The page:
Plenty of urchins at Ningaloo
Ashley combs the WA shores near the Jurabi Sand Dune for urchin specimens washed ashore from the Ningaloo Reef. Image: Susan Graham
Diverse, colourful and exciting, the urchins of Ningaloo put a sparkle in the eye of sea urchin expert, independent researcher and author of Sea Urchins of Australia and the Indo-Pacific, Ashley Miskelly.
"My role has been to search for, document and sample sea urchin species from Ningaloo Reef," Ashley said.
I first met Ashley when I was invited to the beach just hours after I had arrived. As we walked onto the beach, he ran to an area of washed-up, dried-out seaweed that other people would typically avoid. I was not yet aware what his role was on the project. He told me he was looking for the skeletal remains of sea urchins that had washed up.
As a result of both scuba diving and combing the shoreline, he has collected evidence of more than 23 species, either their remains or live specimens.
He said that number was on par with what he was expecting to find, around 20 to 30 species.
Ashley said that he has collected about three species that he had not expected at this location.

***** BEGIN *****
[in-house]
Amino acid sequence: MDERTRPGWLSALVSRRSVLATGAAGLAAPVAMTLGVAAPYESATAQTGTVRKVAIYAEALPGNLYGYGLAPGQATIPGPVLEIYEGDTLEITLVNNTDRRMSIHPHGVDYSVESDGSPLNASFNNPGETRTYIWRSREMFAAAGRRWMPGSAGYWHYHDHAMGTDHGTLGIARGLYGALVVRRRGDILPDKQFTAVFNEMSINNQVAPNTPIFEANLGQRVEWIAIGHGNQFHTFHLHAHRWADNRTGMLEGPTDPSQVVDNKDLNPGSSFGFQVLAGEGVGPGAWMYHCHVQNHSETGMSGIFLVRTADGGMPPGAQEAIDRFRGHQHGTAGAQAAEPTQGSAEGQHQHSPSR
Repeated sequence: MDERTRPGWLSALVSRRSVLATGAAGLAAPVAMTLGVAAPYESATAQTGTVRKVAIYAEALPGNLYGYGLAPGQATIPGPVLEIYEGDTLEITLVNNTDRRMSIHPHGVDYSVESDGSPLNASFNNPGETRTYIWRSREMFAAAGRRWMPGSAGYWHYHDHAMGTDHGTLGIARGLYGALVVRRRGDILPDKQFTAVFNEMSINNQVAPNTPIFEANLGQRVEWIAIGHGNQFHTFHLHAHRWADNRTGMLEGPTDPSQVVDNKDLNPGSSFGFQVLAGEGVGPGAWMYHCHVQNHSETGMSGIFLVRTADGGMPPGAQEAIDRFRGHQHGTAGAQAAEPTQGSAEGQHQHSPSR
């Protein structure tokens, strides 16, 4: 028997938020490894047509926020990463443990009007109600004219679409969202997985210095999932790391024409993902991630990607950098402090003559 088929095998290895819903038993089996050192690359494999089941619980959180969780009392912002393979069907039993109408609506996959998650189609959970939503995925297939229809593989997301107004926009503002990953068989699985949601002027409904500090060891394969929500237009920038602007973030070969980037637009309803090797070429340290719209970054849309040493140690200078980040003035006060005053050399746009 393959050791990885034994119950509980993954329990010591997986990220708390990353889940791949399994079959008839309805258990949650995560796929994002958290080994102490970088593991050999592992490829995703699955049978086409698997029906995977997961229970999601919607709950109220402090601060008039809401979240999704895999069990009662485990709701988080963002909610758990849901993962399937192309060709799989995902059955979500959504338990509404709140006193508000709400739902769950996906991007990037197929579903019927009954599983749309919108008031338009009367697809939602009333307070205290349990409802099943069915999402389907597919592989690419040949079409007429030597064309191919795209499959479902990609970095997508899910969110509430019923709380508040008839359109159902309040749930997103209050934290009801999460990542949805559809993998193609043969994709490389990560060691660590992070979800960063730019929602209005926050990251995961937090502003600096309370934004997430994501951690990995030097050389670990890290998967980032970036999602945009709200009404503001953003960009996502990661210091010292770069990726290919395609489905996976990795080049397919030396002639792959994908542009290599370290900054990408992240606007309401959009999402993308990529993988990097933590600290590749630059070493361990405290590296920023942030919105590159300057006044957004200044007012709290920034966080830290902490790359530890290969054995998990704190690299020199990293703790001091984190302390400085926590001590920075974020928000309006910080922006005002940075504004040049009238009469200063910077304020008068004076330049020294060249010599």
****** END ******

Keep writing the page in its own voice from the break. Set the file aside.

"All three are heart urchin species, and they are burrowing forms. One of them is a relatively common Indo-Pacific species that has been discovered in the past 20 or so years, but this is the first record of this species along the Western Australian coast," he said.
"Two of the other species are quite rare and they have not been found alive here yet. They are just known from fragments. This is a 450km extension of that species' distribution south from Dampier. Some of the other species that I have found are also extensions of the known distributions.
Some of the sea urchin skeletons Ashley collected at Ningaloo. Image: Gary Cranitch
"Most species I am finding are tropical and some of them are very widespread, occurring from the Red Sea and the Indo-Pacific region."
Ashley found his urchins by searching coral outcrops while scuba diving, looking for the species that are known for hiding in crevices. They are called regular urchins because they are radially symmetrical. They hide away in the day under large rocks or camouflage themselves with seafloor debris, but you can usually make out their outline or see some spines.
He collected these by hand, noting that some of the urchins looked more formidable than they really are; "the spines aren't poisonous, but they look like they are".
When it came to the burrowing species, including the sand dollars, heart urchins and sand urchins (of which there is one species here), he found them by sifting around in the sand with his hands in the clean coral sand. The sand urchin found here, Echinolampas ovata, doesn't burrow very deep, so are easy to find, once you find their habitat.
He said he had found eight species of heart urchins, three species of sand dollars with the remainder being radially symmetrical sea urchin species.